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7 Ways to Improve Your Nutrition
This month, Saber Healthcare is educating our audience about nutrition. What you eat can determine your looks, feelings, and overall wellbeing.
But how do you improve your nutrition? You probably already know that you need to eat a diet rich in fruits and vegetables, but you might be looking for small ways you can be healthier.
Here are seven easy ways to improve your diet and overall nutrition today.
Choose Whole Grain over White Bread
One choice you can make to start eating healthier today is by choosing to eat whole grain over white bread.
Did you know that white bread doesn’t contain all the nutrients that a grain kernel has? White bread contains endosperm (a type of starch) but lacks whole grain bread’s natural vitamins, nutrients, fiber, proteins, and fats.1
Furthermore, a study confirmed that whole grain foods helped the body digest food quicker. The researchers had people eat cheese sandwiches with whole grain bread and white bread. They concluded after the study that those who ate processed foods had a 46.8% lower digestive rate than those who consumed whole grains.2
With these health benefits in mind, you can see why simply switching your bread from white to whole grain can help you eat healthier.
Cook More at Home
Another way you can start being healthier today is by cooking more meals at home. Did you know that Americans go out to eat an estimated 5.9 times a week on average?3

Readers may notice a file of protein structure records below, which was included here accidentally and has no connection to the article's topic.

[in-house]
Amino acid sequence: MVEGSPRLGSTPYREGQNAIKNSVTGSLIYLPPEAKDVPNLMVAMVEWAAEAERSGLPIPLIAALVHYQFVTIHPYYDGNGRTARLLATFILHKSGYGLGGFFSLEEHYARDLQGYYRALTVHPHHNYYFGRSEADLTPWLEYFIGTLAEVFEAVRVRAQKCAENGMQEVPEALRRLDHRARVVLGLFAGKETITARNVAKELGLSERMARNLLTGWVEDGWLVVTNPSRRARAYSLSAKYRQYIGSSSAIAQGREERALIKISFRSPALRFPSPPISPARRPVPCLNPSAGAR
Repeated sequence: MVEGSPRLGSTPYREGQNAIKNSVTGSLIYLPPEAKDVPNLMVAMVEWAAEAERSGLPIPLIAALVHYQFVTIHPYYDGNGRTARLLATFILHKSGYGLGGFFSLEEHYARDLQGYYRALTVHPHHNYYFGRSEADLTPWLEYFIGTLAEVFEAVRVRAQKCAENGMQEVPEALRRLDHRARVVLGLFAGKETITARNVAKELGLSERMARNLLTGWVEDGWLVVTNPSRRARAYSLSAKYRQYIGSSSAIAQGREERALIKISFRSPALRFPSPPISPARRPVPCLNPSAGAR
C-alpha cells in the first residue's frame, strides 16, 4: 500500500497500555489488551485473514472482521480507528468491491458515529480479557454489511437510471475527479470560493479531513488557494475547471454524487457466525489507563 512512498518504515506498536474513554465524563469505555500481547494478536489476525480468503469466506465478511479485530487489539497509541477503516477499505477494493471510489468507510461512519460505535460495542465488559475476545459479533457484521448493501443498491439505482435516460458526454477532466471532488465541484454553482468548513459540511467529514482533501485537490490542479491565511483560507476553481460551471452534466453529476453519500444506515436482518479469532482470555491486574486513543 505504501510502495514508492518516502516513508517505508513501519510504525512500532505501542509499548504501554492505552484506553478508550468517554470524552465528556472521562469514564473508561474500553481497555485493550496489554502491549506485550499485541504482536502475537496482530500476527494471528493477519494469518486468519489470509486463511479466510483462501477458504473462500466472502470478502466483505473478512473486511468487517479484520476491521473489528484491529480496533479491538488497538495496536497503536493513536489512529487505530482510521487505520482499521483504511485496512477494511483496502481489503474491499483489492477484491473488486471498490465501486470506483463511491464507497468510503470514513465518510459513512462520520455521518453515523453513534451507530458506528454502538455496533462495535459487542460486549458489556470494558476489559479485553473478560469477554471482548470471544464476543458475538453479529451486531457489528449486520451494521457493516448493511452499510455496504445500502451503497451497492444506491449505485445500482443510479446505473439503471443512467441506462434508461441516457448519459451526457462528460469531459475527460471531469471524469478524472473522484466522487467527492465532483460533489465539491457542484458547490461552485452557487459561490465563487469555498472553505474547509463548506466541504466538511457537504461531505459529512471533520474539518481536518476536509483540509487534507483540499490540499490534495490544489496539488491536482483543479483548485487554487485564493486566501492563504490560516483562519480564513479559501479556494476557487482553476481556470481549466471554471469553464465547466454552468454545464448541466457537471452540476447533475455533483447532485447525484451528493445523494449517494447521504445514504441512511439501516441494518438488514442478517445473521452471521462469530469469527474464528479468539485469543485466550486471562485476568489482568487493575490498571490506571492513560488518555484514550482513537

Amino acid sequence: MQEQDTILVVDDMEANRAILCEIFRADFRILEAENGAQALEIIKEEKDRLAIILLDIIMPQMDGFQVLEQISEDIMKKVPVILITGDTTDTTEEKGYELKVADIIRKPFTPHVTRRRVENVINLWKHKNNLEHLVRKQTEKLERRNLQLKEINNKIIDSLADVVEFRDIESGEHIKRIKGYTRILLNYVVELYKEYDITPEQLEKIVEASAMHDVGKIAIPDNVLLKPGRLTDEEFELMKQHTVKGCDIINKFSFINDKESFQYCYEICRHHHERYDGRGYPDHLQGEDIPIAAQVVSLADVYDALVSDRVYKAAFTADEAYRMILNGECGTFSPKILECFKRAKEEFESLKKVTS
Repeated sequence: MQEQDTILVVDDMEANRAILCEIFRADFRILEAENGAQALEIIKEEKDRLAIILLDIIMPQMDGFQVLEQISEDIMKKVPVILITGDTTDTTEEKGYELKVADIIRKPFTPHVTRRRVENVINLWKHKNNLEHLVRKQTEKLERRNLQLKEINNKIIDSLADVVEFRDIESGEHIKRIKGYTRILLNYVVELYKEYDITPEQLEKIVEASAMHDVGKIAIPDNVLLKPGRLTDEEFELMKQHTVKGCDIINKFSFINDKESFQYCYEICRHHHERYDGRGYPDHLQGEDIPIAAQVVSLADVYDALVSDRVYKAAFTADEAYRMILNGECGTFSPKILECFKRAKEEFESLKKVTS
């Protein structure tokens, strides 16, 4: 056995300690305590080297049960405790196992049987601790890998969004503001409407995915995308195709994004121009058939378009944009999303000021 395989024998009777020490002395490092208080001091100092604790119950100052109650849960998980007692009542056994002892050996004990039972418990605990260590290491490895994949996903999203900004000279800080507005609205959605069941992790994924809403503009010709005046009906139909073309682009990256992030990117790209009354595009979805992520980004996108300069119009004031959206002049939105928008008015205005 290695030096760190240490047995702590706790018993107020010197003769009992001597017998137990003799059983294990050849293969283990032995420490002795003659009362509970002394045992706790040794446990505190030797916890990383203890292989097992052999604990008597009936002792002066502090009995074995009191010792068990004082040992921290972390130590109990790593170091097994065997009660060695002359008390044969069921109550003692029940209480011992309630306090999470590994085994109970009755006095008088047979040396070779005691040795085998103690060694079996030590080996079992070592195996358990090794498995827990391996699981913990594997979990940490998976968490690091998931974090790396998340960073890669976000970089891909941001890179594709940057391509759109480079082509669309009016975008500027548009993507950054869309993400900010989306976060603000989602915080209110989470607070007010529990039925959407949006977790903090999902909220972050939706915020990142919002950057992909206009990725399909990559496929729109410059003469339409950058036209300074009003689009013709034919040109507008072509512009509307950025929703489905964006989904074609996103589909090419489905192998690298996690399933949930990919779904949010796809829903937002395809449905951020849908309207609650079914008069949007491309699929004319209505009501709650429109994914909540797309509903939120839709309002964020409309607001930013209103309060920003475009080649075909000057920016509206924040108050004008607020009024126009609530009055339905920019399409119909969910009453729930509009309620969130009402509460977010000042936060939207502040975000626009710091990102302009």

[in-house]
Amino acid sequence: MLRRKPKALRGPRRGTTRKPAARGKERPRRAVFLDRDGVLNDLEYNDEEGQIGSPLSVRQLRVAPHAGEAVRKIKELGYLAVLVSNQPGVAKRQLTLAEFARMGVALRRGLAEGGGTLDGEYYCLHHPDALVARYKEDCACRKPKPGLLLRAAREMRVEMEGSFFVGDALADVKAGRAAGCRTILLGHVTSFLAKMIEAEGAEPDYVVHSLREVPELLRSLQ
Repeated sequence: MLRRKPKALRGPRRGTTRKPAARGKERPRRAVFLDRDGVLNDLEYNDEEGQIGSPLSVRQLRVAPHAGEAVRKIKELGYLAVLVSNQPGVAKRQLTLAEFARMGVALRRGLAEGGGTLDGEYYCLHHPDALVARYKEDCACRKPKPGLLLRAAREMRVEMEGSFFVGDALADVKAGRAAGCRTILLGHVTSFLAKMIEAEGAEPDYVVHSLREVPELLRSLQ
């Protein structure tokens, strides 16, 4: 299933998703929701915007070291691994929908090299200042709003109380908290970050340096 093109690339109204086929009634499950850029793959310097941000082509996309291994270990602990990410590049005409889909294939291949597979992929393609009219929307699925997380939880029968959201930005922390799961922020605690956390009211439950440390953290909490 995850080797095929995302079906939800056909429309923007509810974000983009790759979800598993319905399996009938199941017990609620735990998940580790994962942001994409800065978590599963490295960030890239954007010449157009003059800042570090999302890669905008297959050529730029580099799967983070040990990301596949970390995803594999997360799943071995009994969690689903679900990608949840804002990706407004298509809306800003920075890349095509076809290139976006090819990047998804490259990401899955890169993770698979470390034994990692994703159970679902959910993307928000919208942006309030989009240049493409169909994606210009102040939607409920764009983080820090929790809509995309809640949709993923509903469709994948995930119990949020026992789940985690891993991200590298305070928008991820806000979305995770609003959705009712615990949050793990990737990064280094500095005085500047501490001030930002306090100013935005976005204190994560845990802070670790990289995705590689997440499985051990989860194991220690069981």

If you find yourself ordering food online often, you might want to think about the overall health impact it can have on your body. And even if you order a salad, the dressing and preservatives contained in it can be harmful to your health over time.
You should also try to avoid eating out often because the calories a restaurant gives you are far bigger than what you’d get if you were to prepare food at home. Healthline Media states that an average fast-food order contains roughly 1,000 to 1,200 calories, which is two-thirds of the recommended calories for a man (2,000-3,000) and half of a woman’s (1,600-2,400).4
Because of these large portion sizes, choosing to eat at home more often can help you be healthier. Try limiting your fast-food days to once or twice a week to improve your nutrition today.
Eat Less Starchy Vegetables
Another easy switch in your diet to start improving your nutrition is by replacing your starchy vegetables with ones that are not. Did you know that foods with starch contain more calories and carbs than ones with less?5 That means avoiding foods with a lot of starch in them can help improve your health.
Some common starchy vegetables include:6
Non-starchy vegetables are:
Furthermore, Very Well Health recommends that you replace the starchy version of these foods with its healthier counterpart.7 For example, potatoes are a very starchy food. Eating less French fries and more baked potatoes is one way to eat a healthier version of a starchy food.